Human Rights and American Foreign Policy, edited with Gilbert Loescher (University of Notre Dame Press, 1979).
Judicial Politics in West Germany: A Study of the Federal Constitutional Court (Sage Publications, 1976).
The Governments of Germany, with Arnold J. Heidenheimer (Crowell, 1975).
Das Bundesverfassungsgericht: Procedure, Practice and Policy of the German Federal Constitutional Court, 3 JOURNAL OF COMPARATIVE LAW 194-211 (with Russell Miller) (2008).
Germany: Balancing Rights and Duties, in Interpreting Constitutions: A Comparative Study, (Jeffrey Goldsworthy ed., 2006): 161-214.
American Courts and Democracy: A Comparative Perspective, in The Judicial Branch (Kermit L. Hall & Kevin T. McGuire eds., 2005) 200-230.
Comparative Constitutional Law: Its Increasing Relevance in Defining the Field of Comparative Constitutional Law (Praeger, 2002): 61-70.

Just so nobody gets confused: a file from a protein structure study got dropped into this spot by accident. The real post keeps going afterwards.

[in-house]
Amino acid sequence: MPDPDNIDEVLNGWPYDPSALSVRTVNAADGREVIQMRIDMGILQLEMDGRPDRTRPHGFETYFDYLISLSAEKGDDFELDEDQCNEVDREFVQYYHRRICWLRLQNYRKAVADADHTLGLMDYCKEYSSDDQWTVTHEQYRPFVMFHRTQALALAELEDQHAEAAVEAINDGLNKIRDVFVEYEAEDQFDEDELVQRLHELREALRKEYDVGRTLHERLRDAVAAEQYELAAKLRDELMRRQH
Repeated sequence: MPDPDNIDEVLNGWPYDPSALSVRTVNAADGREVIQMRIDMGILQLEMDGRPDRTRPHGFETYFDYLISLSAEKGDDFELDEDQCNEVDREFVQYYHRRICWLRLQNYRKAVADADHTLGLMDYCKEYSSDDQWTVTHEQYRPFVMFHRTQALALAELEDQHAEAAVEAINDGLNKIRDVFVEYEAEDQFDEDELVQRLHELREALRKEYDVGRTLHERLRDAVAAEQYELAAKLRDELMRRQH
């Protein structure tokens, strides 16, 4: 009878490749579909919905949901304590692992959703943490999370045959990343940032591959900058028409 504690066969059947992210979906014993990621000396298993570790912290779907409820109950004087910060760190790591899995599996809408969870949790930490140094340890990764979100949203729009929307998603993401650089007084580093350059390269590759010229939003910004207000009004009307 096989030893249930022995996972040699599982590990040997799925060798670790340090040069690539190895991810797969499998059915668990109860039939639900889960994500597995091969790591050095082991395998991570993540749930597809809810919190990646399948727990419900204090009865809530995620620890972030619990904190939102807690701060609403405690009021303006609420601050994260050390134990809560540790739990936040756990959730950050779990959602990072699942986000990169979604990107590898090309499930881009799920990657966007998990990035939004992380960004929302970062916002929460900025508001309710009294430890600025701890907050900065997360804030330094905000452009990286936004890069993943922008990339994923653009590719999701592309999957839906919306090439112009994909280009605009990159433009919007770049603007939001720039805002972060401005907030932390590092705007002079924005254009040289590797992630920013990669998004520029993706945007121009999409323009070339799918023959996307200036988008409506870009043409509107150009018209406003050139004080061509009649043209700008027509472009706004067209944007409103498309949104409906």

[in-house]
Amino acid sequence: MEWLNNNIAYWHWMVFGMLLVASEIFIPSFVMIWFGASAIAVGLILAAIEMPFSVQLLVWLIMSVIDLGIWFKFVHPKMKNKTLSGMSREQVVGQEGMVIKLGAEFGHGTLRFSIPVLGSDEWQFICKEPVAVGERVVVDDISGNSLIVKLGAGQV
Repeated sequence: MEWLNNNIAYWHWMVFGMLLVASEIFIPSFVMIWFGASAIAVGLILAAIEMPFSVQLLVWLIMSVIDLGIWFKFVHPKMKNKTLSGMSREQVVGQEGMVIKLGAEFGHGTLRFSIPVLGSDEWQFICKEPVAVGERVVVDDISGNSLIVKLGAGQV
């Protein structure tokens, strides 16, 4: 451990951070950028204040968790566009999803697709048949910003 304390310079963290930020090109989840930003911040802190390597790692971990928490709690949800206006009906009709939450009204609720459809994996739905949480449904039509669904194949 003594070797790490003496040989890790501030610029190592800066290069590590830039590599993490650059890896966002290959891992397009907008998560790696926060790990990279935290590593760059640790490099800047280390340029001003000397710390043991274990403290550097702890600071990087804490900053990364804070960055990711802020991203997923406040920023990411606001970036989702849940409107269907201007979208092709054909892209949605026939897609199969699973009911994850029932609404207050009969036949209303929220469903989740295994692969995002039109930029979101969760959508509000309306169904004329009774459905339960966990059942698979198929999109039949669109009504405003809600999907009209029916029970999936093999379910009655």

Die freie MeinungsÃ¤uÃerung in der Rechstprechung des Bundesverfassungsgerichts und des Supreme Court: Ein Vergleich in Verfassungswirklichkeit (Springer-Verlag, 2002): 1-30.
The Basic Law: A Fifty-Year Assessment, 53 Southern Methodist University Law Review 447-492 (2000).
Autonomy Versus Accountability: The German Judiciary in Judicial Independence in Comparative Perspective (University of Virginia Press, 2001): 131-154.
The Constitutionalism of Mary Ann Glendon, 73 Notre Dame Law Review 1333-1354 (1998).
Transitional Justice in East Germany, 22 Law and Social Inquiry 829 (1997).
The Constitutional Law of Abortion in Germany: Should Americans Pay Attention?, 10 Journal of Contemporary Health Law and Policy 1-32 (1994). (This article based on the author's Brendan Brown Lecture delivered in the Law School of The Catholic University of America.)||Constitutional Scholar Donald Kommers Honored in Germany December 5, 2012
Kommers receives high honor from German government – ND Newswire (November 11, 2010)